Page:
When asked if he knew how far Rude broadcasts could be picked up, he says: "Back in the good old days, when we could get up on spots that we can't even get a look in on now, we would go out to Luton, South End, deep into the south, fly over west… we used to fly out to a big area."
Talk turns to the actual illegality of the FM broadcasts, the popular misconceptions surrounding them, and the skewed arguments used in the mainstream media to turn public feeling against the practise. The most ridiculous assertion – that the stations were all fronts for drug dealing operations – reveals a massive failure of the imagination on the part of the authorities (then the Department Of Trade And Industry or DTI): namely that young, low income people living in urban areas aren't capable of expending such amounts of time and ingenuity simply in the support of culture, and that all this effort must be connected in some way to an illegal get-rich-quick scheme. And I use the word culture advisedly – hardcore, drum & bass and jungle remains one of the truest high water marks in post war British art and culture. But on top of the ridiculous bogeyman of the rave MC as FM frequency drug pusher, we had the oft conjured image of a packed jumbo jet full of screaming holiday makers flying straight into Canary Wharf because the pilot had caught an unexpected blast of 'Original Nuttah' in his headset.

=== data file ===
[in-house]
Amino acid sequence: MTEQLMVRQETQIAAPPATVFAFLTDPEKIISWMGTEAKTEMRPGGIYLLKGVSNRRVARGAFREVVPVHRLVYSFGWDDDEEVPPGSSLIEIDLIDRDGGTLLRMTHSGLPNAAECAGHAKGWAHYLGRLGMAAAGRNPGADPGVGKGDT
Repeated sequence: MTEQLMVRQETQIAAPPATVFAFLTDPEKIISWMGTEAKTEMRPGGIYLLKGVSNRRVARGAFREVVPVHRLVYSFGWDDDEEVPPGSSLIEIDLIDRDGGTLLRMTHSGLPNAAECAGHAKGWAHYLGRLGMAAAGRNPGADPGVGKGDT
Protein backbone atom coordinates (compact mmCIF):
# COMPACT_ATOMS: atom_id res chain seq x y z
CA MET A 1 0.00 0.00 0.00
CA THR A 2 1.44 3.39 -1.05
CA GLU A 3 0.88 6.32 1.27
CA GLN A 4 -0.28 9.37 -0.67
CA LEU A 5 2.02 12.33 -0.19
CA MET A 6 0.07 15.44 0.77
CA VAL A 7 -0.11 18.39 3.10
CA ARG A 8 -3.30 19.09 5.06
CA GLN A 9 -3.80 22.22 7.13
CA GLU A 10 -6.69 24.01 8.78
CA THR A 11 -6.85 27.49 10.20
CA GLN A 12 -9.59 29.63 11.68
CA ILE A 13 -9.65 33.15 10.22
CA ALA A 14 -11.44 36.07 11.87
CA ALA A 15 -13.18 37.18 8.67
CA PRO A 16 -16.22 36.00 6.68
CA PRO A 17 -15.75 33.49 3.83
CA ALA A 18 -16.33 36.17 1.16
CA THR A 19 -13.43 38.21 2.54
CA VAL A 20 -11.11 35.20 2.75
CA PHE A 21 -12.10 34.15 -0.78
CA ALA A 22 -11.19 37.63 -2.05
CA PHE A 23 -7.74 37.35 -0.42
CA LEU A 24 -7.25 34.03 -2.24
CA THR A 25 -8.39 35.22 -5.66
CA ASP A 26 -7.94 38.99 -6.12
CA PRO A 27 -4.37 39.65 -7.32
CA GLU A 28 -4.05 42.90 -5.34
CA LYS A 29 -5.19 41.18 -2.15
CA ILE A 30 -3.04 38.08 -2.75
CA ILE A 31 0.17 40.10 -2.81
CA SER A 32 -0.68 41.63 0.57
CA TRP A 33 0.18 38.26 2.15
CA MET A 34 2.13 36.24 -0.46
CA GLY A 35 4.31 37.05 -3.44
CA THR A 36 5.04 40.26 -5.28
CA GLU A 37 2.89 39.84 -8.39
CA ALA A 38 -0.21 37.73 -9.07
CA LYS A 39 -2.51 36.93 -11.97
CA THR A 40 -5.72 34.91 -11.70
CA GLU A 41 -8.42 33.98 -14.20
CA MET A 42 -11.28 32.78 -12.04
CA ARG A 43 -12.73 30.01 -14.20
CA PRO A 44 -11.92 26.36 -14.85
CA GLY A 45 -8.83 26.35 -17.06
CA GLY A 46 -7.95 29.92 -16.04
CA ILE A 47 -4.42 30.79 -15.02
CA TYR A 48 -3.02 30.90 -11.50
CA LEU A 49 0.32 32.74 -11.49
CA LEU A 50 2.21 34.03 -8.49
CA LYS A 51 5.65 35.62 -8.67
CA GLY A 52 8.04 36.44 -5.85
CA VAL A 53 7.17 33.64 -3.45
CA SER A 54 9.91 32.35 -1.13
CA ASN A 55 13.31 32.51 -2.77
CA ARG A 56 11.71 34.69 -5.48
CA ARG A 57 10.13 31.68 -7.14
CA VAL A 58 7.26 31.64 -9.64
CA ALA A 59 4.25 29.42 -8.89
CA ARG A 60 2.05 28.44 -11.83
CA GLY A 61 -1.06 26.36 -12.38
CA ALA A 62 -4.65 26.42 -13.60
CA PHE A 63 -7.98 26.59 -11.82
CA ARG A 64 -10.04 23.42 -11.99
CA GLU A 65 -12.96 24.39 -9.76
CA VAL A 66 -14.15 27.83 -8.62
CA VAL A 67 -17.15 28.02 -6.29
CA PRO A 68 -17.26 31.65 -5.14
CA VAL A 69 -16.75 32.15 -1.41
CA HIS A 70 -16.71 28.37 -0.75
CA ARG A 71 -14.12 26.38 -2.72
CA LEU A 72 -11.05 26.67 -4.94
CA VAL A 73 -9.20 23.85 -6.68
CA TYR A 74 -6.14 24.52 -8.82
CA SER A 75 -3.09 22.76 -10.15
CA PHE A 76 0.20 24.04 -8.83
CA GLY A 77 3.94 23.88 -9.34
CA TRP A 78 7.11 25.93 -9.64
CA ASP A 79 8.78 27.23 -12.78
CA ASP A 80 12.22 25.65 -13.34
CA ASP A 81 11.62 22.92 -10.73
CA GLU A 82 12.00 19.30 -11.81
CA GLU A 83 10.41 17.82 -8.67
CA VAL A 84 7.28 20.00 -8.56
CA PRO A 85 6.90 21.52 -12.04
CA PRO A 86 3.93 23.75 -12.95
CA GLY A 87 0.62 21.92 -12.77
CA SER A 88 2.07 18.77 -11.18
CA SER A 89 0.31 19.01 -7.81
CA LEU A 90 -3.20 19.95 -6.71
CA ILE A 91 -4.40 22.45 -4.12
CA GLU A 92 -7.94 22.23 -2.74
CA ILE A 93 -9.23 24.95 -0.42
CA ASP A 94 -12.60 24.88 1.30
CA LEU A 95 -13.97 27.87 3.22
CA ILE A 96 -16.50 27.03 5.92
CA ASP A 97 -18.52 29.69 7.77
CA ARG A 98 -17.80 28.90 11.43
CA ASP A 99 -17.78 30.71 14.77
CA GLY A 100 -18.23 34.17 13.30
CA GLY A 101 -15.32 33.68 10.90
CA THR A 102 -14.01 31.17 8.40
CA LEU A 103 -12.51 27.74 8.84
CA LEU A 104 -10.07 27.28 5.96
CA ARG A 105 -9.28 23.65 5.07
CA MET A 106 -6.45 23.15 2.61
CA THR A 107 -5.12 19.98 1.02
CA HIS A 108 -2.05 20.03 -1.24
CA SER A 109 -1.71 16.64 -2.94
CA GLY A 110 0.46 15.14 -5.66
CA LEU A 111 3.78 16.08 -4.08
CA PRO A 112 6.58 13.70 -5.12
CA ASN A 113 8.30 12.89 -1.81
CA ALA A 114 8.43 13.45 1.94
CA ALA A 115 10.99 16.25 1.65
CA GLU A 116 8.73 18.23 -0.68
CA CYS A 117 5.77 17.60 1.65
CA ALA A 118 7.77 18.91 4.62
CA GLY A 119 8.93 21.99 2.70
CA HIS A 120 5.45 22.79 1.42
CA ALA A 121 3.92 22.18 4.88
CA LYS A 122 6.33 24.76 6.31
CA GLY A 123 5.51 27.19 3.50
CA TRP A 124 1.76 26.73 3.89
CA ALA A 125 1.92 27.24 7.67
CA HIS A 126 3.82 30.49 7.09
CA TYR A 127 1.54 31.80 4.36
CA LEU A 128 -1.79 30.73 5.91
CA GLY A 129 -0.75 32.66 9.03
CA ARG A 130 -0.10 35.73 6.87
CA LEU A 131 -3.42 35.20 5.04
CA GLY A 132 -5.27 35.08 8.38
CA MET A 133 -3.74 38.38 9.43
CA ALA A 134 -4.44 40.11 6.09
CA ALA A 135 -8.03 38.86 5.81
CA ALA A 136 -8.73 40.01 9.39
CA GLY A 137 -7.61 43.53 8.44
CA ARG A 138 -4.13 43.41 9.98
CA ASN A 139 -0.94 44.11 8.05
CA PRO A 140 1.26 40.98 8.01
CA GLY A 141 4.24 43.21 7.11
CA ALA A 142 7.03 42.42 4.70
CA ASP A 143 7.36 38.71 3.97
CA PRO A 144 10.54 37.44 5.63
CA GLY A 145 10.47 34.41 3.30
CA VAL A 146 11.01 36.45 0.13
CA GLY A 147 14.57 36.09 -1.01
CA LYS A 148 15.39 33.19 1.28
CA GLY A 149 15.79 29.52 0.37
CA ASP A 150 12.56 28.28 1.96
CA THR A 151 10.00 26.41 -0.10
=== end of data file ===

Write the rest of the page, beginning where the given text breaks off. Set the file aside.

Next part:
Management, to be fair, doesn't outright ridicule this idea. "It's not really dangerous. I'm not saying you never get stray transmissions but there aren't many, and when you look at the number of years pirate radio has been going for and how many people have been involved during that time period, the actual number of incidents is very low. But I won't say that radio signals never get picked up by the aviation industry, because it has happened once or twice at Heathrow and Luton. But that's mainly due to certain people buying dodgy transmitters that are not built right so they're sprogging – which means they're broadcasting on the frequency that they think they are, but they're also generating noise on other frequencies that they're not aware of and they're cutting into other, legal, broadcasts. [The DTI] want the public on their side, so they bring this stuff up all the time. I know for a fact my transmitters don't interfere. I used to have long runs of seven or eight months and not get taken down. Do you think they'd leave those transmitters up if they were interfering with commercial air traffic? They wouldn't. They'd take them down immediately."